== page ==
Social Media Mistakes

Social Media Mistakes

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January 9, 2016

With half of the US on Facebook, professionals are spending more and more time using social media platforms to engage with customers, build a solid brand reputation and boost sales. However, whether you’re new to social media marketing or an old hand, there are some classic social media mistakes to be avoided…

If you wish, you can automate the vast majority of your business’s online activity and in fact, that’s one of the big attractions of operating online: all the apps and tools that can make your life easier by scheduling posts, sending form responses to messages and so on. But the secret to success in social media marketing is the quality of your interaction with your followers and partners and the ‘robot approach’ is unlikely to cut it. Automated interaction soon appears impersonal and the exact opposite is what you need.

Twitter doesn’t have strict opening hours. Facebook doesn’t close its doors. Once you’re online and effectively global, you may have incoming messages right around the clock. Depending on the size of your operation it may be difficult but ideally you’ll have someone monitoring social media activity 24 hours a day, if only to deal with complaints or ‘issues’ promptly.

Business/personal account crossover.
Most business owners have personal social media accounts as well as business. Indeed, setting up the business Facebook page via your personal account affords you some extra functionality (including enhanced search and ‘like’ functions) but… The ease with which you can toggle back and forth between these personal and business profiles leads to easy mistakes. Either keep your accounts entirely separate or alternatively operate a strict policy of not posting anything critical on your personal account (that way, you won’t accidentally post inappropriate content on your business page).

Personal posts by employees.
Similarly, you may wish to consider a social media policy for employees. Often their personal profiles include place of work which effectively links anything they post to your business. What might be amusing to their friends and family might be damaging to your business when shared more widely (a clear case of viral marketing working against your interests) And that’s before we consider deliberately harmful or malicious content posted by disgruntled employees… A policy won’t necessarily stop these problems but it will give you an objective framework in which to deal with them.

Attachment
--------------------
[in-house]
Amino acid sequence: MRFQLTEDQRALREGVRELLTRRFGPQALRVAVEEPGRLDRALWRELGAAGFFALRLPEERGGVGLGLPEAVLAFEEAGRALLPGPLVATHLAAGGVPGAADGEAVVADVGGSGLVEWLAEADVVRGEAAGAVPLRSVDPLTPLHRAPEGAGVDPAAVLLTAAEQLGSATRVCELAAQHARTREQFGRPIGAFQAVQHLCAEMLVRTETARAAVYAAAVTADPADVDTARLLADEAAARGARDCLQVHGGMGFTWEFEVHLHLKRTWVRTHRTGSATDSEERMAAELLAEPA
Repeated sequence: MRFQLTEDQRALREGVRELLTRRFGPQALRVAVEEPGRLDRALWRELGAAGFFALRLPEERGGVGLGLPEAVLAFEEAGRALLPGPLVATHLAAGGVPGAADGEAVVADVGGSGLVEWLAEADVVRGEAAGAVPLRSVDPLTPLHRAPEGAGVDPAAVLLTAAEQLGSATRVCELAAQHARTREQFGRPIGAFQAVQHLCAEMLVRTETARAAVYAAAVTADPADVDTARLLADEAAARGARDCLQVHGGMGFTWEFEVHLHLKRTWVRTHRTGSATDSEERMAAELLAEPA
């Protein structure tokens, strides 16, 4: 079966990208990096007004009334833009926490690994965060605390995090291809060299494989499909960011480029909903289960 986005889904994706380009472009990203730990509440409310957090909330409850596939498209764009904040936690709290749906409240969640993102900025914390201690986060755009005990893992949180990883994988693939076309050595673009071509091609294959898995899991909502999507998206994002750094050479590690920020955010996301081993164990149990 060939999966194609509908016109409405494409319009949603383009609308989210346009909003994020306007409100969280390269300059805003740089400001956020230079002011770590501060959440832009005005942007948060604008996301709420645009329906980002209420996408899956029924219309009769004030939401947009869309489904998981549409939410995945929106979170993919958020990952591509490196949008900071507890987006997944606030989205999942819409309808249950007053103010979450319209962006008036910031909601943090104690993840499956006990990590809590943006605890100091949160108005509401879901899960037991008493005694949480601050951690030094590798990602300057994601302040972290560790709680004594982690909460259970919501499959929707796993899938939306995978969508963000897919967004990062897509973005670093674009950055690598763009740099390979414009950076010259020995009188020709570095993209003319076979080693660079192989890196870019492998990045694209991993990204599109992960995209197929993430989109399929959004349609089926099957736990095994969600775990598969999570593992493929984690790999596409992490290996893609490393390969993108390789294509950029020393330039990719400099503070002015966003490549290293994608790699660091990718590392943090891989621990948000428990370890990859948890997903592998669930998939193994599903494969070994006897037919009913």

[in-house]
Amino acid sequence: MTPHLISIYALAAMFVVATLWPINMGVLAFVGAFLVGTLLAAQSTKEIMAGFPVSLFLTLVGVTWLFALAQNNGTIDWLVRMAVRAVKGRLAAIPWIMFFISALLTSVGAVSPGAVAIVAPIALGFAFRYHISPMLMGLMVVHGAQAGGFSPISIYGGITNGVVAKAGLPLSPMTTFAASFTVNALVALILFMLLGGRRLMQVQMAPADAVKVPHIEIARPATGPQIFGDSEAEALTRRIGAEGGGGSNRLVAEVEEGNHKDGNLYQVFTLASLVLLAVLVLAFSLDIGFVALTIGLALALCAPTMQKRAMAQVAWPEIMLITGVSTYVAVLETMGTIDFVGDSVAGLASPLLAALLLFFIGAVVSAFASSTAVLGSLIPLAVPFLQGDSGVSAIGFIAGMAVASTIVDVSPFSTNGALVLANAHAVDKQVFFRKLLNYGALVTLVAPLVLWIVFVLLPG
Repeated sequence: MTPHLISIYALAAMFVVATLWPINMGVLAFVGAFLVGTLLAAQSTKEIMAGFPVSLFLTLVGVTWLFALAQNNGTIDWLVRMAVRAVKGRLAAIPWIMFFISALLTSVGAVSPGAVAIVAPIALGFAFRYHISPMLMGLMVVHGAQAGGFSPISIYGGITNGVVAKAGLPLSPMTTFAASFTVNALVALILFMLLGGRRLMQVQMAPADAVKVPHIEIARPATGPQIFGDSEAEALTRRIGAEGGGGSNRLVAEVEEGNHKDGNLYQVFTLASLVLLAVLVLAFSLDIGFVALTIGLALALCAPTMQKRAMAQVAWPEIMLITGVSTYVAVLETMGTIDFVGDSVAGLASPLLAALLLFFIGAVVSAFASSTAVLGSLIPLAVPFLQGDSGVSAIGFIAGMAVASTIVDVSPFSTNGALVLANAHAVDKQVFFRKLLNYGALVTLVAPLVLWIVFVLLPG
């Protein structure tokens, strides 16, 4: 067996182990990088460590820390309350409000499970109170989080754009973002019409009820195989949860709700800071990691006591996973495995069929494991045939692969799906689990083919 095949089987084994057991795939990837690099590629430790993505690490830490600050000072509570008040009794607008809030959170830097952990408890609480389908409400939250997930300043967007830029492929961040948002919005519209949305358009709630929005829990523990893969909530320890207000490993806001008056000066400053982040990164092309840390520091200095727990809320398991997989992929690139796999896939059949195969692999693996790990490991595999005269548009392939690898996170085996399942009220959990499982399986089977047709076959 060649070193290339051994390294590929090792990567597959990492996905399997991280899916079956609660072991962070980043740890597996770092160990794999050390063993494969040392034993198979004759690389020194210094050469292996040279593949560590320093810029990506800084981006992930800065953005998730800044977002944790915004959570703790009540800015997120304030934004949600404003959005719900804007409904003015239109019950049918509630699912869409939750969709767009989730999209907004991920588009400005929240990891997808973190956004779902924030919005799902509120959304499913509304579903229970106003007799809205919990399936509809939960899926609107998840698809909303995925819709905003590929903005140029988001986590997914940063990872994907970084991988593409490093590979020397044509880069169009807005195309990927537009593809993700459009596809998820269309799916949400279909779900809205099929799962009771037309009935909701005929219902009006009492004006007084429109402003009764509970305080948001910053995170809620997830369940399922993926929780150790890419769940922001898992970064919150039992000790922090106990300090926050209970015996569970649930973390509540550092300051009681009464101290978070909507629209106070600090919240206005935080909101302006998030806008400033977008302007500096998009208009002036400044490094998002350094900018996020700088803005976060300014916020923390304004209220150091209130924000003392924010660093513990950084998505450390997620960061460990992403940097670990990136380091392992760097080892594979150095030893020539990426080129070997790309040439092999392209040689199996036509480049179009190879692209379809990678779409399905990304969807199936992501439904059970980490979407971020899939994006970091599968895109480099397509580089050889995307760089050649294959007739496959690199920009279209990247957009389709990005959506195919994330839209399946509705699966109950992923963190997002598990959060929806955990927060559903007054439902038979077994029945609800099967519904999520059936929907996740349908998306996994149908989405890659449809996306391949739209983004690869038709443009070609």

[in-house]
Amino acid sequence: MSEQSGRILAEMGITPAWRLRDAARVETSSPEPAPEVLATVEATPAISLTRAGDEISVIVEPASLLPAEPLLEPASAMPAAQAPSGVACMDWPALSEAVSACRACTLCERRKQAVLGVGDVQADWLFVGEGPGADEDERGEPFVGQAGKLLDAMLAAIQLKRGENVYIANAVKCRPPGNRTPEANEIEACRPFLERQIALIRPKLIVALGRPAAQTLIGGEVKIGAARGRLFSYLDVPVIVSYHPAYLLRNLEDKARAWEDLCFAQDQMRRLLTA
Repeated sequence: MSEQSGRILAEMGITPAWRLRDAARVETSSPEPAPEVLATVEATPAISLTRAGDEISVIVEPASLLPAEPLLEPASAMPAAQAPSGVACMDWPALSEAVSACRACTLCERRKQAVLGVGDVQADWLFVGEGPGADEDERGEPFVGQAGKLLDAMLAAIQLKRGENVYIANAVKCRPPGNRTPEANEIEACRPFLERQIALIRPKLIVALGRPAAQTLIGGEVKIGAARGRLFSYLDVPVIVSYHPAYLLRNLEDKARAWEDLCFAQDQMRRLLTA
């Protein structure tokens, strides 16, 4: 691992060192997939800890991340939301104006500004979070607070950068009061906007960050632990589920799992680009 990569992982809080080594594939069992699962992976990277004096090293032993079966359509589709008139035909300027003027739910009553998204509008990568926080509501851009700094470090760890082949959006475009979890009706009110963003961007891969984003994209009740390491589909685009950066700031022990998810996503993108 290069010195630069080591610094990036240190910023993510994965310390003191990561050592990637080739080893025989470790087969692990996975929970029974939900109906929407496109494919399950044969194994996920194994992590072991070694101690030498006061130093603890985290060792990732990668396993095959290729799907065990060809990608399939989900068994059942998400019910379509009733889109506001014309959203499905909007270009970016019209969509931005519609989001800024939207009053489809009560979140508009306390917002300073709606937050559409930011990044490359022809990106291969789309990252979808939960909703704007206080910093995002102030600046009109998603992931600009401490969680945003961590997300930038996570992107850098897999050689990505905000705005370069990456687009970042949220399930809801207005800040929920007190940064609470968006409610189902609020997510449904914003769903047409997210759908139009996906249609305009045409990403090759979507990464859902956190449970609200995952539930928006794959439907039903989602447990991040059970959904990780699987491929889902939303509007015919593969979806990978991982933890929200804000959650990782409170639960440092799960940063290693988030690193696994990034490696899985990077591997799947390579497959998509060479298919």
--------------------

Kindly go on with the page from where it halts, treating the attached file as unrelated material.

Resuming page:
Beware the #hashtag.
Placing a hashtag on your posts can be a good way of encouraging and starting a broader conversation, thus extending your potential reach – all good so far. However, always do a quick check to see whether that hashtag is already in use. You may find your material associated with an existing conversation that you have no wish to be part of. And given that you may be choosing business-related tags, you may even be linking yourself to a competitor.

Being too pushy.
The biggest mistake for marketers approaching social media for the first time is to view it as a simple extension of their other brand-building activities; in other words (to put it bluntly) as another route to encourage, cajole and even manipulate likers, sharers and followers into making a purchase. This results in ‘hard’ in-your-face tactics and exhortations to buy.

However, this approach doesn’t work on social media. Although it is an excellent marketing lever, it’s worth remembering that people are not using social media primarily to buy. They’re here to engage, share, have fun, be part of a community, etc. In this context, a better marketing strategy is to take an ‘outreach’ approach. Go easy, go slow. View the process as one of joining a conversation, building a relationship, generating a lead, then converting from lead to sale. Attempting a short cut is likely to be counter-productive creating additional social media mistakes. Instead, try giving people an insight into your business, your people, your plans… Make your business into a story that people can be interested in, want to share and – most importantly – want to be part of.



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